LA sheriff requests state of emergency over homeless crisis
“Enough is enough,” sheriff declares, citing increased crime, unsanitary conditions and struggling businesses.
Los Angeles Sheriff Alex Villanueva is urging the County Board of Supervisors to declare a local state of emergency to address the county’s homeless crisis.
“Enough is enough,” he said, citing increased crime, unsanitary conditions and struggling businesses.
“We’ve been inundated with calls, with concerns, with images from the news, from people picking up the phone, emailing, sending us letters, about what’s going on in Venice,” Villanueva told reporters at a news conference this week. “And that is a microcosm of what’s going on throughout the entire county of Los Angeles.”
Roughly 200 people live on the famous Venice Beach Boardwalk, where more than 10 million tourists used to visit every year. Another 2,000 homeless are camped throughout the neighborhood, the second largest concentration of homeless camps outside of Skid Row in downtown Los Angeles.
While the sheriffs’ Homeless Outreach and Services Team (HOST) is focused on the area, their efforts are being hampered by politics, Villanueva says.
“The assumption is that every single subdivision of L.A. County has a police force and they’re doing their job, or better yet they’re permitted to do their job by the political oversight,” he said.
“In this case, we have an absolute failure of political oversight, who has handcuffed the LAPD, [which] was more than capable to get the job done and regulate public space.”
On top of that, the billions of dollars that have been poured into the area haven’t solved the problem, he added.
“It is a national disgrace,” Villanueva said. “All those 501 C-3 organizations … we’re going to talk about money; there is a homeless industrial complex, and they’re raking in money, not by the millions, not by the hundreds of millions, by the billions.”
The top earning employees compensated by the Venice Family Clinic revenue, a nonprofit organization tasked with providing comprehensive health care services to low-income Venice Beach residents, total over $2.8 million, Villanueva said.
Additionally, Los Angeles spends close to $1 billion annually on homeless services, while homelessness has only gotten worse.
“In fact, we’re way past $2 billion this year because this is just half of one year, so the true numbers are way up here, as the problem grows, like clockwork, year after year. So, you tell me, you think it’s time to regulate public space?” he asked.
Measure HHH, a $1.2 billion bond obligation passed in 2016 to build 10,000 supportive housing units, has only resulted in the construction of three buildings in five years.
“You cannot build your way out of homelessness,” Villanueva said. “It was the Los Angeles Homeless Authority themselves that said for every 100 that we house, they’re replaced by 120 on the street – that math seems to elude these people … our elected officials.”
Councilmember Mike Bonin disagrees. He said, “Sheriff Villanueva and I are very different. I believe in treating people humanely and with dignity, whether they are housed or unhoused. I believe everyone has a right to housing, food, and health care, and I applaud those who provide it. And I believe (and evidence shows) that the best, most effective, least expensive way to end homelessness is with housing, not with handcuffs.”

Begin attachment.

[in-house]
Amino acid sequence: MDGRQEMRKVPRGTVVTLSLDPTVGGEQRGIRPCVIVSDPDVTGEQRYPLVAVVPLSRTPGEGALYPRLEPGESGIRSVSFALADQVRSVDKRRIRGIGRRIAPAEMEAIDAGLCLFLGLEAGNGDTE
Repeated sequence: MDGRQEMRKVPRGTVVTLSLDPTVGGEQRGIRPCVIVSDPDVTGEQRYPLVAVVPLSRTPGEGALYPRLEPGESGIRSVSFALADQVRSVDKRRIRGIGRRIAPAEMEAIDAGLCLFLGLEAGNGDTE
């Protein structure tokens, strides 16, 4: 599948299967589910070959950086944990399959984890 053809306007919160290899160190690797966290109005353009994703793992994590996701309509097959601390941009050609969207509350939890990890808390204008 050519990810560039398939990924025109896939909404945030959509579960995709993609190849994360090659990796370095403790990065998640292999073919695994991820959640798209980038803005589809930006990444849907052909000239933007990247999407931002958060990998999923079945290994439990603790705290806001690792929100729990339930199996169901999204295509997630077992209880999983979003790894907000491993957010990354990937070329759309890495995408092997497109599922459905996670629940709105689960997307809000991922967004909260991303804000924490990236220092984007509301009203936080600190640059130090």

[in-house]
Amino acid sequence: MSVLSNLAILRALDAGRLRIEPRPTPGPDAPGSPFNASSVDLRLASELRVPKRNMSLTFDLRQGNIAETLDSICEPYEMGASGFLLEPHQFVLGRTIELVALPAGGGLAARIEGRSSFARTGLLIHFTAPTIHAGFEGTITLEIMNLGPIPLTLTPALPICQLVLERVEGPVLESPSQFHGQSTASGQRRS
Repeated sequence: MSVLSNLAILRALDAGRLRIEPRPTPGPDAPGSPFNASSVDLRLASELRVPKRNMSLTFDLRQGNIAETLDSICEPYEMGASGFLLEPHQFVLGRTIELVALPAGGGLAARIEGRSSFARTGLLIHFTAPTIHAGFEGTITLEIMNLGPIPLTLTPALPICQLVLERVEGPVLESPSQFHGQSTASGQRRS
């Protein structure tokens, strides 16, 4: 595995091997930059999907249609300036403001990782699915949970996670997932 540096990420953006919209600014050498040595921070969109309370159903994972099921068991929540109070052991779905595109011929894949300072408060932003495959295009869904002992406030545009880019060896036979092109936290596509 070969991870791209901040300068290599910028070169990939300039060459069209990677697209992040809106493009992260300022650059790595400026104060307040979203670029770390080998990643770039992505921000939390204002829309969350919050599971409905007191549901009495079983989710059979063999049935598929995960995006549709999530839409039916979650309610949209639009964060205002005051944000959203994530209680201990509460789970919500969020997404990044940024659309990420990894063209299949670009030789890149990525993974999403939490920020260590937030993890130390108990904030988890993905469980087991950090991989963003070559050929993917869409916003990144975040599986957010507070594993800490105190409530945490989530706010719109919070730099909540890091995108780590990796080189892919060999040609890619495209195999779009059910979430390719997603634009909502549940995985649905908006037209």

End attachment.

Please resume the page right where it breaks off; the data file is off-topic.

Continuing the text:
Venice is inundated with tents, trash, needles, drugs, and its local business owners’ shops continue to be vandalized.
Bob Carlson, owner of a local skate shop, described to reporters how his security guard was attacked by a homeless person high on drugs who “stabbed him multiple times in the head, tearing up pieces of his scalp. … He tore open his wrist and sliced his finger to the bone and cut him in several other places across his arms and torso.
“The people of Venice are scared and walk around in fear of being attacked, our tourists are gone, our restaurants and businesses are struggling. And one of the cultural hearts, the arts community of Los Angeles, is being decimated, and something has to be done about it,” he added.
Bonin, who received $5 million from the Budget & Finance Committee to coordinate homeless efforts, doesn’t want law enforcement involved.
“The ‘Venice Beach Encampment to Home’ program will not be led by law enforcement, nor driven by threats of arrest or incarceration. We will offer what works: housing, with counseling, or mental health services, substance abuse recovery services, and anything else needed to successfully transition people into housing,” Bonin said.
Instead, his plan is to reach those living on the boardwalk with outreach workers from St. Joseph Center, which residents say won’t work.
Last year, Bonin supported A Bridge Housing project a few blocks from the boardwalk, which didn’t result in getting the homeless off of the boardwalk. Homeless encampments, trash, and RVs still line the sidewalks around the project and neighbors are still afraid for their safety.
Villanueva says his office is going to start enforcing the law, citing California Code 26.600. It states the sheriff “shall preserve peace, and to accomplish this object may sponsor, supervise, or participate in any project of crime prevention, rehabilitation of persons previously convicted of crime, or the suppression of delinquency.”
“You don’t have a right to negatively impact the community and claim public space as your own,” he said.
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